The articles in this blog represent my own belief, thoughts and walk with Adonai and the things He teaches me. Do not copy or publish any of my articles without my permission.

Thank you for your understanding,
Bat Melech בת מלך

Saturday, March 25, 2017

To my readers...



Writing publicly exposes one to all kinds of people, with all kinds of backgrounds and all sorts of interpretations. And, yes, I was aware of this when I started this blog a few years back. 
This platform wasn’t the first I’ve used. Way back when, there was this service called Yahoo! 360 and I was writing there almost daily, for about 3 years, but due to the fact that my main audience was Jewish readers I wasn’t that exposed to the ‘creativity’ some minds display when commenting or posing what they deem ‘hard questions’ meant to make me tremble in awe and contemplate my lack of an answer. 

Thanks to this beautiful feature that Blogger came up with, I am able to moderate the comments I get and decide if it’s worth publishing or not. Now, I do get quite a fair amount of insults or corrections from people that fancy themselves scholars or people that just simply don’t like my face, or my name, or my claims, and that’s their right as readers. I appreciate all of you that take time to read my thoughts. 

To those complaining why their comments don’t get published, the answer if threefold. Number one: I am vain enough to not want people that read my blog (family and friends included) to see me insulted for what I believe. Number two: Because said family or friends would end up defending me in comments of their own, and people would answer back, and you get the point. Plus I am biased enough to side with the ones I love. Number three: Because regardless of how amazing you think your questions are, they’re plain ridiculous to me and I don’t have the time or the energy to sit and answer every single thought that chances suicide when crossing your mind.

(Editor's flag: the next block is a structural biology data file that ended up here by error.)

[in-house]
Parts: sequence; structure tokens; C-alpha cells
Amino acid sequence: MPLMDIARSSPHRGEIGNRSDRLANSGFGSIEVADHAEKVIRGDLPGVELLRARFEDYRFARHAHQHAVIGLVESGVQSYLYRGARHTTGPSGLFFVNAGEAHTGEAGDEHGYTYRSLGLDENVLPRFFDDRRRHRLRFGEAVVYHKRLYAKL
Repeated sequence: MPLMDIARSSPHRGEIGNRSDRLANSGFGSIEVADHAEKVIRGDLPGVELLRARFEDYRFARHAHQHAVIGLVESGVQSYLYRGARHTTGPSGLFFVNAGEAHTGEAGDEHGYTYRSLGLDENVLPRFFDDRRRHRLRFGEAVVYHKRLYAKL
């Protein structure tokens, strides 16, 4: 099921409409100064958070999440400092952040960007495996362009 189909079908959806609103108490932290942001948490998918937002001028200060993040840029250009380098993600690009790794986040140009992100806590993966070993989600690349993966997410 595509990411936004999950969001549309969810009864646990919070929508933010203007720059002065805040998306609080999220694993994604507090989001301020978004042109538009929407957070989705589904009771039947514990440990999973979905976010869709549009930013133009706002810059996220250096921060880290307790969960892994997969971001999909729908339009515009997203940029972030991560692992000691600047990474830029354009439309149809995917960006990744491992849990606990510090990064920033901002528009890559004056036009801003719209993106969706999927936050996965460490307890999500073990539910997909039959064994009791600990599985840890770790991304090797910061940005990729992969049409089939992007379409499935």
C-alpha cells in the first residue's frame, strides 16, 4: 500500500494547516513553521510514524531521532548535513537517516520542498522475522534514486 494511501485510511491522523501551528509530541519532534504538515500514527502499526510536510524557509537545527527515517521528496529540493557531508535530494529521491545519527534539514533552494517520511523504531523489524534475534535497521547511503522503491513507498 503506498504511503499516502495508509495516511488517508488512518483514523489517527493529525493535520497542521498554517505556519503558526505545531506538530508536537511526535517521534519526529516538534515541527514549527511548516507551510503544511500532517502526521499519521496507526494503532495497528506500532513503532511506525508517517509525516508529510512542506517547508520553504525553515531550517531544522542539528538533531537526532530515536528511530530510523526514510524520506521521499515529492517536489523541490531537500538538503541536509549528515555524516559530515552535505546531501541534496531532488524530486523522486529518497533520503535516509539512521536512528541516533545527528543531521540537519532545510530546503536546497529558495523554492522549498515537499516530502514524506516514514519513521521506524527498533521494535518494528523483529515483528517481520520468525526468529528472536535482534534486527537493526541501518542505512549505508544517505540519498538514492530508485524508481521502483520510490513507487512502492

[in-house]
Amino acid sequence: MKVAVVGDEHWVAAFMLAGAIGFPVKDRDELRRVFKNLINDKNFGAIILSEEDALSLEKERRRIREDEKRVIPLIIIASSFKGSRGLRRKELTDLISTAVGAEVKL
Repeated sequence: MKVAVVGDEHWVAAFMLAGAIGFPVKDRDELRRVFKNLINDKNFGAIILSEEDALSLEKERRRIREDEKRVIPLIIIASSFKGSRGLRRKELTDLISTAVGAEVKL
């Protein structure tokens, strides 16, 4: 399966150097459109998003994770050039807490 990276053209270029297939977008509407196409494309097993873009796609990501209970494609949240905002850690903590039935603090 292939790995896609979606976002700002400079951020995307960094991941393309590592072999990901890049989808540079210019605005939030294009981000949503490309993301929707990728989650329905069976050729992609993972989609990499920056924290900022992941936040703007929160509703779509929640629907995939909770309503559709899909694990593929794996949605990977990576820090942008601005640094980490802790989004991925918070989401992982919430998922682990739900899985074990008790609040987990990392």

You might think me unkind, bordering on proud for the way I handle things, and I could spend my life trying to convince you otherwise, but like I said, I don’t have the energy.

I don’t discourage comments on my posts, on the contrary, please feel free to share your opinion with me or the readers of this blog, but do try to remember this is not Barnyard and you don’t have to call me by every animal name that pops into your mind. Oh, and for the love of all that is pure and holy, even though it is a struggle, do try to make sense, and by that I mean don’t ask me stupid questions. 

What, you might wonder, makes a question stupid? Well my dear reader, in true Jewish fashion I will give you a moshel (parable) to help you understand.

Once, a young Jewish man approached a famous New York rabbi and said that he wanted to study the Talmud.
— ’Do you speak Aramaic’? The rabbi asked.
— ’No, I don’t.’
— ’How about Hebrew’?
— ’No’.
— ’Did you, at least, study the Torah as a child’?
— ’No, rabbi, I didn’t. You have nothing to worry about. I graduated from UC Berkeley and recently defended a thesis on the philosophy of Socrates. Now, I decided to fill in some blank spots, and for that purpose, I want to study the Talmud.’
— ’You are not ready to study the Talmud’, the rabbi said. ’I will give you a test first, if you insist. If you pass the test, I will teach you more.’
The young man agreed, and the rabbi continued:
— ’Two men are climbing out of a chimney. One’s face is clean, the other’s is dirty. Which man will wash his face?’
The young man was absolutely confused by the question, and asked:
— ’Is this question supposed to test my logic’?
The rabbi nodded.
— ’Clearly, the first one to wash his face will be the man with a dirty face.’
— ’Wrong! Think logically. The “dirty man“ will look at his companion with a clean face and will assume that his face is also clean. The ”clean man" will look at the man with a dirty face and assume that his face is also dirty. In other words, the man with a clean face will wash his face.’
— ’What a tricky question!’ the young man noted. ’Alright, rabbi, give me another one.’
— ’As you say, young man. Two men are coming out of a chimney. One’s face is clean, the other’s is dirty. Which man will wash his face?’
— ’Wait, we already found out that the man with a clean face will wash his face.’